Arnold Kling  

Ending Aging

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I promised I would have more to say about Aubrey de Grey's book, and I do that in this essay.


At a more subtle level, de Grey wants institutional changes that wrest control of the research agenda from the medical establishment, which is vested in the existing paradigm. Here, the fact that so much medical research is under government auspices makes the outlook discouraging, in my view. If there is one thing that you can count on government to do, it is to protect incumbents and move with great reluctance to support upstarts and innovators.

We have come to think of "pure research" as a government function. But much of what de Grey is talking about is applied research. It probably will be under-supplied by the private sector, because the benefits will be difficult to capture. But government will not fund research in an optimal way either.


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COMMENTS (8 to date)
reason writes:
It probably will be under-supplied by the private sector, because the benefits will be difficult to capture. But government will not fund research in an optimal way either.

Sounds like an opening for an innovative policy expert. (Non-profits perhaps?)

General Specific writes:

Well, his analogy is a bit loose.

"Just as people were wrong for centuries about how hard it was to fly but eventually cracked it, we've been wrong since time immemorial about how hard aging is to combat, but we'll eventually crack it, too."

Or not. Might work. Or he might be a utopian. It's a rhetorical flourish, not a proof of anything.

The government should fund basic research. Some of it is wasted, some misdirected, some well used. Kind of like the private sector. Lots of companies go bankrupt--in the big picture, money not necessarily well used.

Philanthropists can do whatever they want with their money. There could be some interesting avenues to pursue in this line of research.

Though as a sometime Buddhist, I have to say that people who are too obsessed with living forever should learn to let go. Even of themselves. Maybe the utopians obsessed with living forever should think more about quality instead of quantity. And as Ecclesiastes says: a time to be born, and a time to die.

Freedom, Soar! writes:

The mechanization of agriculture is a good example for comparing private research with government research in terms of incentives. Whereas machinery ranging from the cotton gin to one of the latest innovations—a mechanical blueberry harvester—has been motivated by private ownership of the land, there is no such incentive for technically expert designers to come up with a machine to harvest shellfish in publicly owned tidal flats. On the contrary, there is every incentive for the government to maintain the status quo of the labor-intensive role of the clamdigger. Restricting entry with license fees and quotas fills state coffers and helps fund government research, usually for public university employees, for things such as seeding and managing the flats rather than coming up with more effective and efficient ways to harvest them.

DJH writes:

De Grey is a pseudo-science quack making transparently false claims in an effort to con money from the hopeful and underinformed. He is identical to the folks shilling atomically-aligned water online, only on a massive scale.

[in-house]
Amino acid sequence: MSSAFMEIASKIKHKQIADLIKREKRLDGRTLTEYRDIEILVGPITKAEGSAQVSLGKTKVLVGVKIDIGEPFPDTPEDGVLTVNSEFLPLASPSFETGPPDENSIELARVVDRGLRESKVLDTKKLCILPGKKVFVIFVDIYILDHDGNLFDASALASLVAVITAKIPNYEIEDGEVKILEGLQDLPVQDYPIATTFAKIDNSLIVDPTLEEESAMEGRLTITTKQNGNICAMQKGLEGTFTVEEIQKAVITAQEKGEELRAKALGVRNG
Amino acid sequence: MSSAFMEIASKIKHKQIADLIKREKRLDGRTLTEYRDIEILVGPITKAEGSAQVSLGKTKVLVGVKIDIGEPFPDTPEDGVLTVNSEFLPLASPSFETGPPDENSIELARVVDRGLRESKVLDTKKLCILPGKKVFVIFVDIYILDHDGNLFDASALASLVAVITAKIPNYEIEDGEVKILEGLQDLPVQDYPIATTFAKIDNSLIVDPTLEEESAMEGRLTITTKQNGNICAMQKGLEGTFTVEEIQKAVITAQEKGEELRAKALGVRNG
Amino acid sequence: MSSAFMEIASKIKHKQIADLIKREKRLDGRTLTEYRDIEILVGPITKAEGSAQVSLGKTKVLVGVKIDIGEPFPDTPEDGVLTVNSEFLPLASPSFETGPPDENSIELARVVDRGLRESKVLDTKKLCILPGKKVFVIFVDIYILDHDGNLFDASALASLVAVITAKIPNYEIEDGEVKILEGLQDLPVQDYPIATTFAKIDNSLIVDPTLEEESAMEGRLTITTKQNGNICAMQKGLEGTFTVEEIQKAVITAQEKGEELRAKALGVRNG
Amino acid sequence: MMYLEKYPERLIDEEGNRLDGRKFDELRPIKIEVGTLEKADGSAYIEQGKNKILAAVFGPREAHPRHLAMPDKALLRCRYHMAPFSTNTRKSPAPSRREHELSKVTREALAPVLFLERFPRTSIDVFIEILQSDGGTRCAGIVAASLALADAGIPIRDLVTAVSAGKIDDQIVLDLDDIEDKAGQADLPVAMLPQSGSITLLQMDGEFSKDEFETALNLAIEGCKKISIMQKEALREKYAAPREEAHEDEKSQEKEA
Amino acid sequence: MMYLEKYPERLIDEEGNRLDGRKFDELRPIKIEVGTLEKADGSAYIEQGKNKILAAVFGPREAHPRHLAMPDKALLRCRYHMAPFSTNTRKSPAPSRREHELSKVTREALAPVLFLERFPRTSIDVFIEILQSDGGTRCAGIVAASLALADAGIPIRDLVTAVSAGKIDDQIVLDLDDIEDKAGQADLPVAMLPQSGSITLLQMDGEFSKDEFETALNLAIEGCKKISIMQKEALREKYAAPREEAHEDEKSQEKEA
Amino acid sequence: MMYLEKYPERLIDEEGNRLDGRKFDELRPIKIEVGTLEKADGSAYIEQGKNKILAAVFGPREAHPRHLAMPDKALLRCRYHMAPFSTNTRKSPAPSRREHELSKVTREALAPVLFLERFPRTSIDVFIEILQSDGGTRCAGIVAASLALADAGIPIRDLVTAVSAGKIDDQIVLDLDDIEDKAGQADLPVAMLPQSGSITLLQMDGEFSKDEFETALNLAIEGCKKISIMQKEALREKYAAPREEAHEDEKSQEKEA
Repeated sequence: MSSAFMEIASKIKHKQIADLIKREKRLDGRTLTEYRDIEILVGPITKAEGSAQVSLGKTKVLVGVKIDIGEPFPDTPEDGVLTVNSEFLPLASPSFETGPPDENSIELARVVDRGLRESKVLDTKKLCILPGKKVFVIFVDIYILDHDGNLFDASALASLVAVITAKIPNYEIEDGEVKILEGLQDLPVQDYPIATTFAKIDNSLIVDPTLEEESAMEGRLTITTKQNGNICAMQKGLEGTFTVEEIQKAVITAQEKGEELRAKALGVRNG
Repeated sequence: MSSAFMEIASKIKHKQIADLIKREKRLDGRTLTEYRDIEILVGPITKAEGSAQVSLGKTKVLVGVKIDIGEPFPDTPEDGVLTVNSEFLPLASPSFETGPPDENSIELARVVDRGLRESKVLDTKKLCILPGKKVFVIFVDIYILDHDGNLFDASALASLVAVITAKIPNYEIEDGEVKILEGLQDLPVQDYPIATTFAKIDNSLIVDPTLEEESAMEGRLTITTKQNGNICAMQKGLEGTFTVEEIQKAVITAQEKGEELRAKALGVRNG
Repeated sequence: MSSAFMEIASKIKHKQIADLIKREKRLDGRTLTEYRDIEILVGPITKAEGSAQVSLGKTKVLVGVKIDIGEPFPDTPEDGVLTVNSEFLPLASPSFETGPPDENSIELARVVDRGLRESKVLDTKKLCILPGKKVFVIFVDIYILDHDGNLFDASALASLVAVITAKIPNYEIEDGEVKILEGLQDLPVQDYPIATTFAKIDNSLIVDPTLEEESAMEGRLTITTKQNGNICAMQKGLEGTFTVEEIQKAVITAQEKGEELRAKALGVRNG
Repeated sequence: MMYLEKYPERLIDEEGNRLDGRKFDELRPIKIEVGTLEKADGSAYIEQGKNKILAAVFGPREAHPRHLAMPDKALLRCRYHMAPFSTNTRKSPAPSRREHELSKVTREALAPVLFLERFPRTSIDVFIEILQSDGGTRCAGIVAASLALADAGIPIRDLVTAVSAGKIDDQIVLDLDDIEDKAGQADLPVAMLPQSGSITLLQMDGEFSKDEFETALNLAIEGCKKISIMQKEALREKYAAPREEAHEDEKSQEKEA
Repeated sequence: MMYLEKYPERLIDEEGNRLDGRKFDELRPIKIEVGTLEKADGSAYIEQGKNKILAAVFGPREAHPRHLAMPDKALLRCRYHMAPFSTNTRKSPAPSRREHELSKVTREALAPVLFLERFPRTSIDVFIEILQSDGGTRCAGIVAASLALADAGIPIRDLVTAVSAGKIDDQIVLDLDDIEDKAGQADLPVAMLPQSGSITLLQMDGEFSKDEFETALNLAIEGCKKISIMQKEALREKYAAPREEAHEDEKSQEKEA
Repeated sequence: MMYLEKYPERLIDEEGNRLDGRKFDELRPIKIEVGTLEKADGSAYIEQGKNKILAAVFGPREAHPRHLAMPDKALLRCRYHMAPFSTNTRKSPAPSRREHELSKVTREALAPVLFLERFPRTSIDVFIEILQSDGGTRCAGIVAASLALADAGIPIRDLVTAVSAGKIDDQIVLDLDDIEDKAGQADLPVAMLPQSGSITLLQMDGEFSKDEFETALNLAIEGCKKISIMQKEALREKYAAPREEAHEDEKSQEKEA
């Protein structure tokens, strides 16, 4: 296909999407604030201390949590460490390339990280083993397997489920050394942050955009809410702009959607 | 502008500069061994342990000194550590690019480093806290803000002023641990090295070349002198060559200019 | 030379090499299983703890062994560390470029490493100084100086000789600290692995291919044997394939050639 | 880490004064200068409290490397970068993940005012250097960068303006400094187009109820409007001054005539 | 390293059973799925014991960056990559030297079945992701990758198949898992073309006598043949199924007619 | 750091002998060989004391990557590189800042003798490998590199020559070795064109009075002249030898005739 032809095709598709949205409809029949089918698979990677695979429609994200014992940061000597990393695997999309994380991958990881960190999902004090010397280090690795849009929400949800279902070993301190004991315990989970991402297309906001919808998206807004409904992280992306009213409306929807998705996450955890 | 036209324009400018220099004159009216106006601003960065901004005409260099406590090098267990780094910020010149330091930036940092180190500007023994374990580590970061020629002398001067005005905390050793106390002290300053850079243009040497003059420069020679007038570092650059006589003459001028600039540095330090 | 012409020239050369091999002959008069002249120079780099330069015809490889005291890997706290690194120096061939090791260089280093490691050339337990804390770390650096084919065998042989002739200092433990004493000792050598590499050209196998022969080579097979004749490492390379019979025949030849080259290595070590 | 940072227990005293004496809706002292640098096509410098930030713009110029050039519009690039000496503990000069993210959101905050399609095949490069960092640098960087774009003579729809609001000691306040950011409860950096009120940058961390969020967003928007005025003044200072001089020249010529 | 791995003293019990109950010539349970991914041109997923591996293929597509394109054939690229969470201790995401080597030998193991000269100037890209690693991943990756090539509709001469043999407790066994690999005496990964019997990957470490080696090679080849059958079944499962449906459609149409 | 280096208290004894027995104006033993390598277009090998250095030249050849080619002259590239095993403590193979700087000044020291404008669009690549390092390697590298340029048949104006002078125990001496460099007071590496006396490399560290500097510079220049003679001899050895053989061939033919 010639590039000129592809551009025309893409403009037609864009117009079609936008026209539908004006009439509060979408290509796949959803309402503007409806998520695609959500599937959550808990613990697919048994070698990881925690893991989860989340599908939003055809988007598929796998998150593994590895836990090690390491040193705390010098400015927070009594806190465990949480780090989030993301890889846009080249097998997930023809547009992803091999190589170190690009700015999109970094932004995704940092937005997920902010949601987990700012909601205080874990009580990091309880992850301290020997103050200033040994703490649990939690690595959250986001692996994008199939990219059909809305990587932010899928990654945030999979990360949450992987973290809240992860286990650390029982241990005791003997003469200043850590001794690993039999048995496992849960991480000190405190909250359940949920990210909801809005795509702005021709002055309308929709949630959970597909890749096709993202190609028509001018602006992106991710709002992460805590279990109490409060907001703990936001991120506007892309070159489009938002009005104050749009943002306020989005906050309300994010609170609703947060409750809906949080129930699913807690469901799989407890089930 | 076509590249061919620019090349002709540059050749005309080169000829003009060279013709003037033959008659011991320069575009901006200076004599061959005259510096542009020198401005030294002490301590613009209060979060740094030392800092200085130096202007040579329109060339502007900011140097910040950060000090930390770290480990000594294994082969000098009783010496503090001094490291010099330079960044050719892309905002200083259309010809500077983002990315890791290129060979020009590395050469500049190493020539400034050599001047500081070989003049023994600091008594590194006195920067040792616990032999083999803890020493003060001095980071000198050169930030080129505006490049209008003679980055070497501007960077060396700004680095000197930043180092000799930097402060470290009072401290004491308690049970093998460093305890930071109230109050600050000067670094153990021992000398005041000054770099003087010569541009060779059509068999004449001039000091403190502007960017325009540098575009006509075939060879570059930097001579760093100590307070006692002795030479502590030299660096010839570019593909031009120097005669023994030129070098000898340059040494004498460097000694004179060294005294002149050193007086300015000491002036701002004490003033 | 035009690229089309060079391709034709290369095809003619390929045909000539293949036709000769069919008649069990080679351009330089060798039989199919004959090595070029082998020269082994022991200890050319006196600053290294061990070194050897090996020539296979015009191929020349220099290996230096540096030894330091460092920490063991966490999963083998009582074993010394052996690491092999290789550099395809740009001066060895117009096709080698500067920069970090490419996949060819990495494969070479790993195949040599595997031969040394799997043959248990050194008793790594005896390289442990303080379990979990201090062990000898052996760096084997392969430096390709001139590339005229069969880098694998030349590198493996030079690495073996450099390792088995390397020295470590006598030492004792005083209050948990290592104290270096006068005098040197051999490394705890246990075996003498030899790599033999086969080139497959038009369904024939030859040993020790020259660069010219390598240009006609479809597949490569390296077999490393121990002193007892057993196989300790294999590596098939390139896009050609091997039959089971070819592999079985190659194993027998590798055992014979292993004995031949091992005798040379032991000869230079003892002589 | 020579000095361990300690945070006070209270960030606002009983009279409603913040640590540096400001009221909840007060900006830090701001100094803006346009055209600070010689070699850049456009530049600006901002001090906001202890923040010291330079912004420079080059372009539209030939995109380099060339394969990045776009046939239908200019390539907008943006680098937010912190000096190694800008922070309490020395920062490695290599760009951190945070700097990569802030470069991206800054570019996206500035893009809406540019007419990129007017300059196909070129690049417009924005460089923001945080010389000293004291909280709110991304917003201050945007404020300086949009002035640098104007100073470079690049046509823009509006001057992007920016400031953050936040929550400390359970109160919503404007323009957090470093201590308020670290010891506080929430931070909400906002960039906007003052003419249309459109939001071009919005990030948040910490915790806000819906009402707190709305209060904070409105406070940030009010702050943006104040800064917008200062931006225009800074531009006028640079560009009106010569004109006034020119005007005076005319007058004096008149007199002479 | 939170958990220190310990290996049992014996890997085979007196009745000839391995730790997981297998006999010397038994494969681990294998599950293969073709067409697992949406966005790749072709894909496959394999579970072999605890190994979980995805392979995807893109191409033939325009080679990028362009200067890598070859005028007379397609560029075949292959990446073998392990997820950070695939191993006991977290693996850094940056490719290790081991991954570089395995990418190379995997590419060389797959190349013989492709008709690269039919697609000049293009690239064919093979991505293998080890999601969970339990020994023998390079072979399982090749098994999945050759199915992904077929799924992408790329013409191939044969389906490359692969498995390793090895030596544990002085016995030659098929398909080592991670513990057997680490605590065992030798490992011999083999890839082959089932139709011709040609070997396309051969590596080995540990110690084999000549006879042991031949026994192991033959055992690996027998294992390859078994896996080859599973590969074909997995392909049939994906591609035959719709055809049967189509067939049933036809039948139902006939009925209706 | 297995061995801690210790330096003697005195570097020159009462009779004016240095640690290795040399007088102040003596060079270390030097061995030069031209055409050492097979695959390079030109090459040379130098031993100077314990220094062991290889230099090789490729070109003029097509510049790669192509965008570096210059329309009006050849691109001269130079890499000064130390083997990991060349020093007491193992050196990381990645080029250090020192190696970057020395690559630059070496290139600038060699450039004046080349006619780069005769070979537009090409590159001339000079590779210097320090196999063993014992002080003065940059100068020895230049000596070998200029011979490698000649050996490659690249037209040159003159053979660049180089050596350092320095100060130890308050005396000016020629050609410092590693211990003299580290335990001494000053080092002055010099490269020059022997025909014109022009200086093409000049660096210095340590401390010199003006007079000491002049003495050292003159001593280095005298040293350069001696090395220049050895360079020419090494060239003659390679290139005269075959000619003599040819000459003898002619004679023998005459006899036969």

I am tremendously disappointed every time I see someone discussing his work and ideas seriously.

food writes:

DJH,

How is De Grey conning people? He isn't selling anything except books, and if that were all he were interested in it would have been easier to include less science and make the book itself more - well - interesting.

Also, specifically which of his claims do you consider to be be similar to those of "atomically-aligned water" sellers? Do you think that the idea of repairing mitochondrial DNA is too far-fetched? Perhaps you think that telomerase can never be used in medicine? I'd be interested to know what your opinion is.

DJH writes:

"He isn't selling anything except books"

De Grey's entire effort is focused on a massive shift in funding towards immortality pseudo-science. It's swindling writ large.

"which of his claims do you consider to be be similar to those of "atomically-aligned water" sellers?"

Not a challenging question. We'll start big: "Our life expectancy will be in the region of 5,000 years" [by 2100].

De Grey's mischaracterizations of the current science have been roundly and conclusively eviscerated by the actual experts in the field. He is a pop culture figure because science knows better. Serious but underinformed thinkers nonetheless fall for his routine because his claims are so appealing.

Iain writes:

>De Grey is a pseudo-science quack making >transparently false claims

Which claim is false and why?

>in an effort to con money from the hopeful and >underinformed.

No, all proceeds from his book go to his foundation.

>I am tremendously disappointed every time I see >someone discussing his work and ideas seriously.

In truth, Aubrey does not so much create ideas, as propose a strategy for solving a problem.

~Iain

caerus writes:

"I am tremendously disappointed every time I see someone discussing his work and ideas seriously."

Prepare to be very very disappointed. Your dismissal of the obvious direction in which technology is heading, with or without de Grey, belies your ignorance. Certainly it is a hard problem, but one which modern and increasingly powerful technologies will eventually 'crack'. Aubrey de Grey is not the only one who can see the writing on the wall...he's just the one who is willing to step out and speak up...with *courage* against those such as yourself who haven't the guts to do it.

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